Jump to content

Banner.jpg.692da9ed9af2eace53e1dc94cfc0e912.jpg

banging my head against a brick wall.


cosmicdonkey
 Share

Recommended Posts

Hi guys please help me if you can. I have spent the last few nights trying to get my off axis guider to locate a star. The camera I am using is a dfk21au618 with an Orion off axis guider all loaded on to a c9.25. I think I might be going wrong with the camera. There is just so much noise with this camera. My main imaging camera is an Orion g3 which takes nice crisp pictures of stars. I have seen people say the have had success with the dfk21 but am wondering if I should buy a proper guide cam. I tried achieving focus with both cameras during the day but litterally could not tell if the guide cam was focused or not. Do you think I should retire the dfk back to just planetary imaging and buy I proper dedicated guide cam or perhaps even change my off axis guider as I have read mixed reviews about it?

Am interested to hear your opinions and if you have a similar setup, what do you use?

Link to comment
Share on other sites

I'd say that the problem is that the field of view is simply too narrow for the DFK to find a suitable guide star. The DFK has a very small sensor, and the 9.25 has a pretty long focal length, so the field of view of the guide cam will be very narrow indeed. So the only answer would be to get a shorter FL telescope, or a guide cam with a larger sensor. Not wildly helpful, I know!

Edited by lukebl
Link to comment
Share on other sites

I had the same problem with my Orion dulux off axis guider on my cpc800,with qhy5 camera,I managed to focus the moon but trying to find a star was a joke,also the locking ring for dslr did not tighten kept jumping the threads and 1 of the locking pins fell off in my hand,very poor quality! so guider is back in box in cupboard collecting dust,think i should have tryed the celestron version,I use the qhy5 on my 9x50 finderscope now find stars no problem,but get the dreaded image shift.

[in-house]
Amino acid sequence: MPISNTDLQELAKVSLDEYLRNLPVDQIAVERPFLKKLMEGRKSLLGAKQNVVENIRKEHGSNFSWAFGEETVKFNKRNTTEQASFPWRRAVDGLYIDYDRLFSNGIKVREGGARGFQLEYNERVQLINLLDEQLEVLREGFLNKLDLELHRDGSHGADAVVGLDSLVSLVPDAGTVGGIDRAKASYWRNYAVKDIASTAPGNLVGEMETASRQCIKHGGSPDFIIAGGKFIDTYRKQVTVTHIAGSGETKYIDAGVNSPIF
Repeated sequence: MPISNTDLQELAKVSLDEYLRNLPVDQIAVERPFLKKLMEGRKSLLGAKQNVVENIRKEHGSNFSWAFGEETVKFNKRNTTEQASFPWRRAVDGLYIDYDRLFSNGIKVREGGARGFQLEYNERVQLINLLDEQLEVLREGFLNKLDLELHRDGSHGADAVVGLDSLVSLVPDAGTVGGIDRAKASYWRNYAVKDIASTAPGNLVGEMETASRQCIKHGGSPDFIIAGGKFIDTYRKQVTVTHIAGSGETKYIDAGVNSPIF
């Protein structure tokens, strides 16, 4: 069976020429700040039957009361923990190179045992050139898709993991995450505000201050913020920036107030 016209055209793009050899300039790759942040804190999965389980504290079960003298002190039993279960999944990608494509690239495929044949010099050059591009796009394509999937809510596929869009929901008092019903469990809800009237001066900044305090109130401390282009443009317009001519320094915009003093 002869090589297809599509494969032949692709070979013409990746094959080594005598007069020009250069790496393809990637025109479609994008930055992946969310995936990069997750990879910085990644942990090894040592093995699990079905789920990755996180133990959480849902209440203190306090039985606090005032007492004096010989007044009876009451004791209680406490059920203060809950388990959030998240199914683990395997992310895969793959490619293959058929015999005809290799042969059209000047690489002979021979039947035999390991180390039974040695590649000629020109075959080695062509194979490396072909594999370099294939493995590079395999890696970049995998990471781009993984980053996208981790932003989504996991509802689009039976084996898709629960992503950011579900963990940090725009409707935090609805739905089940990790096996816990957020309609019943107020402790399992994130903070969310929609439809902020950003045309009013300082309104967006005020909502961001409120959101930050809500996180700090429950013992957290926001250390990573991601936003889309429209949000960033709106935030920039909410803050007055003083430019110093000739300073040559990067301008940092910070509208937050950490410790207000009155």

Link to comment
Share on other sites

I have to agree with Luke. The combination of a long focal length scope and a guide camera with a small sensor is going to make things difficult. It's probably not helped slightly by the fact that it's colour rather than mono. If you can't successfully find a guide star by rotating the OAG or its prism then I think you probably need to try a camera with a larger sensor.

James

Link to comment
Share on other sites

Thanks guys for your input. I was looking at the lodestar camera as I hear good things about them. It's just the whole focus thing that worrys me. The trouble is with the camera I am using at the moment is it needs to connect with a 1 1/4 nose piece there for not allowing me use of any of the extensions that come with it. I will keep on looking into it I guess. In the mean time if anyone is using the same scope as mine and are having luck with thier setup please let me know what you are using.

Link to comment
Share on other sites

Another quick question if I may :) I use a cgem mount. If I was to go for say an Orion st80 with qhy5 autoguider package would my mount be able to handle the extra weight. I also understand that mirror shift might become a problem. The whole idea of off axis guiders makes me want to run a mile at the moment. I see people using guide scopes on sct with good results are they limited to shorter exposure times because of the problems with mirror shift?

Link to comment
Share on other sites

Create an account or sign in to comment

You need to be a member in order to leave a comment

Create an account

Sign up for a new account in our community. It's easy!

Register a new account

Sign in

Already have an account? Sign in here.

Sign In Now
 Share

×
×
  • Create New...

Important Information

We have placed cookies on your device to help make this website better. You can adjust your cookie settings, otherwise we'll assume you're okay to continue. By using this site, you agree to our Terms of Use.